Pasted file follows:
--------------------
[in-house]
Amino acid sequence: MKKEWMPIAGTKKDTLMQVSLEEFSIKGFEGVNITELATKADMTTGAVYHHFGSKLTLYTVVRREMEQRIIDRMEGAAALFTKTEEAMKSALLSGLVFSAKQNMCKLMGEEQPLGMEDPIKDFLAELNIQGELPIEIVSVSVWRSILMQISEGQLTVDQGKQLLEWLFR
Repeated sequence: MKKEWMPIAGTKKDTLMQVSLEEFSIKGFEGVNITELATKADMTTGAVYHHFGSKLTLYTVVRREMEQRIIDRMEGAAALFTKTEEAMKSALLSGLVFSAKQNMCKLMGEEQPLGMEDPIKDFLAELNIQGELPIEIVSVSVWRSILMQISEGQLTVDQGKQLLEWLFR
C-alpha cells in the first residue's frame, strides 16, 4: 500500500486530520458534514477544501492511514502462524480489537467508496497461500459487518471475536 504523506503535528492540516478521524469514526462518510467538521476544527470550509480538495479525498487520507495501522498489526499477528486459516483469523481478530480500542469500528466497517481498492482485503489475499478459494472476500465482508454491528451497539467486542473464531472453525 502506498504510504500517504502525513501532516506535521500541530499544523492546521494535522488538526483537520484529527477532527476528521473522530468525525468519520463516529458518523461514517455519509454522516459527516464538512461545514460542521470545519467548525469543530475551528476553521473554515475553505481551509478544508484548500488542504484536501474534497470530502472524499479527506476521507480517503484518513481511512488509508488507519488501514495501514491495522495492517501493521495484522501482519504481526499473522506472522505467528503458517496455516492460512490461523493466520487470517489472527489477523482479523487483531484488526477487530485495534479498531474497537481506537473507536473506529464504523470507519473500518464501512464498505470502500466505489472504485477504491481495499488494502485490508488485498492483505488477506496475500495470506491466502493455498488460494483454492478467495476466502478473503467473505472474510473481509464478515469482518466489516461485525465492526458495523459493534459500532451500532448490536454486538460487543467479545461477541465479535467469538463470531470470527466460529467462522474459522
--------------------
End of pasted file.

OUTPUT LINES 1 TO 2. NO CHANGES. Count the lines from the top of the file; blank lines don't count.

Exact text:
[in-house]
Amino acid sequence: MKKEWMPIAGTKKDTLMQVSLEEFSIKGFEGVNITELATKADMTTGAVYHHFGSKLTLYTVVRREMEQRIIDRMEGAAALFTKTEEAMKSALLSGLVFSAKQNMCKLMGEEQPLGMEDPIKDFLAELNIQGELPIEIVSVSVWRSILMQISEGQLTVDQGKQLLEWLFR